08 June 2011
Swing is sometimes described as a groove, pulse, or feel, and I assume that there are as many words for comparable concepts as there are musical styles, languages, and cultures. On the syntactical level (that is, in the realm of crotchets and quavers and their subdivisions), jazz swing has never been effectively notated. Ridetaps, the drummer's tapping on a ride cymbal, are often represented by dotted rhythms or eighth note triplets, while a bass line is usually written as straight quarter notes. To these notated sketches, musicians add the "swing," making the notes come alive. What is it that they add? What is swing on the sub-syntactical level? Some may argue that swing results when musicians are playing precisely together, while others may insist that swing occurs when the musicians are a bit out of time, or out of phase with each other. Both musicians and analysts may disagree about these "together" and "apart" issues, so it is important for us to develop a systematic method, an etic grid, for measuring degrees of synchrony and discrepancy between musicians.
21 May 2011
After completing an interview, we begin the task of organizing and editing our tapes and notes. During this process, we must continually make choices, and often these choices are interrelated and interdependent; making one choice often lead us to confronting another. This article considers such editing choices on several different levels, ranging from the mechanics of transcribing a distinct set of interview problems, to the question of making them useful in presentation, to the broader issue of editing sound as well as written documents. On this last level, we will see how new technology now gives the old issue of orality a particular vitality. Editing permutations will be presented, culminating in a demonstration and comparison of two routes to a final prose transcription - one route derives from editing a visual document; the other explores editing the aural document, before transcribing, with new tools of sound-processing designed for an aural medium such as radio.
07 May 2011
The national character study began as a sort of wartime anthropology. During wartime, it became difficult for American anthropologists to conduct fieldwork abroad, so many sought alternatives. The initial instances of national character research were sponsored by the U.S. government, and among the anthropologists who sought to work in this way were Margaret Mead, Gregory Bateson and Ruth Benedict. These early studies were typically written about the enemies of America: Japan, Germany and Russia. The studies which appeared are often perceived today as attempts at applied anthropology, and the scholars who participated in them were convinced that they were contributing to the war effort.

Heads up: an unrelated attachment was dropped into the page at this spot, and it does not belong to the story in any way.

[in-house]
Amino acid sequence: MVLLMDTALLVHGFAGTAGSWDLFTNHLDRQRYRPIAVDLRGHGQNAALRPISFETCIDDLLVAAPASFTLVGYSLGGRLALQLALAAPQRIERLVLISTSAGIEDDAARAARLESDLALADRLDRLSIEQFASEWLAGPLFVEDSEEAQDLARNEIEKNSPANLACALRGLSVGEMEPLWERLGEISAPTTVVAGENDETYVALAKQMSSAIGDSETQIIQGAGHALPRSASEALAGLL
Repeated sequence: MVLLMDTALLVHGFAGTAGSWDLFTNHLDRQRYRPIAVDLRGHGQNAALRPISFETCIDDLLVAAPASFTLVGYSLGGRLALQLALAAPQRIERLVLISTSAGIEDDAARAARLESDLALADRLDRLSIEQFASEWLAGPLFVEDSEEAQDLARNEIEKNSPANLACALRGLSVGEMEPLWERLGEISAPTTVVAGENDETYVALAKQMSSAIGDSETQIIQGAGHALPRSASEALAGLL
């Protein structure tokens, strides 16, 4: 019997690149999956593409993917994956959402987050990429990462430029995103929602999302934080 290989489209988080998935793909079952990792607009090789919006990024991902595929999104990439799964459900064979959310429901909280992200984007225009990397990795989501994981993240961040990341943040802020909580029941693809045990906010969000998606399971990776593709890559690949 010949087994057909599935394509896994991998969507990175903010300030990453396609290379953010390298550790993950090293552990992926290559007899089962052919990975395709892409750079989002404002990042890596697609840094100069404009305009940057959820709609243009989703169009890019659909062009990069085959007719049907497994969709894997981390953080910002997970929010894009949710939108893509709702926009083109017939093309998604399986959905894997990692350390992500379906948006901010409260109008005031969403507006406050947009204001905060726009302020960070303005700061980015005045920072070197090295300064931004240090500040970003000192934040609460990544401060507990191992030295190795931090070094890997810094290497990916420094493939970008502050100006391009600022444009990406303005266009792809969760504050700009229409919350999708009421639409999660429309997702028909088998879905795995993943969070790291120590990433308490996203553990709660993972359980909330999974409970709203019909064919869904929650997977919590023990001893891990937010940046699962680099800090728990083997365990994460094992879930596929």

16 April 2011
The workshop took place at the upstate New York pottery studio of Frank Giorgini. He and Abbas Ahuwan instructed 12 students in the finer points of pottery drum making. The workshop proper was held on consecutive weekends, and I had the opportunity to stay the week between as an impromptu apprentice. Abbas began on Saturday with a slide show of traditional Nigerian pottery making. Abbas is a professor of ceramics at Ahmed Bello University in Zaria, Nigeria and has a Ph.D from the University of Georgia. He shared scenes from his workshop in Zaria as well from rural areas. I initially sensed an “African” sensibility in the works he depicted. Designs and methods that might otherwise be labeled primitive by some observers appeared to come alive with a rhythm in the context of culture, albeit objectified through slides. I had later several discussions with Abbas about this - the differing sensibilities of Westerners and Africans. For me, it came down to a McLuhanoid viewpoint of oral and visual sensibilities. The African peoples can be considered orally oriented, I argued, and this sensibility shows in the work, the design. One does not see the obsession with formalization, quantization and uniformity. The works are shaped with an oral sensibility, the perfection being in the unperfected form. Abbas thought about this for a few moments, then replied, “There are no bad curves in nature.”
02 April 2011
"From his mouth you will hear the history of your ancestors, you will learn the art of governing Mali according to the principles which our ancestors have bequeathed to us."The youthful prince Sundiata heard these words as the reigning king of 13th century Mali presented him with a customary gift. Sundiata was about to receive his own personal jali, who was called Balla Fasseke (Niane 1965:17). The jali (also known as "griot") is an oral historian and master musician who presents his knowledge in the form of song. Balla Fasseke inherited his art, known as jaliya, from his father who was the king's jali. Prince Sundiata was heir to the kingdom, and Jali Balla Fasseke, was heir to its knowledge, wisdom and music.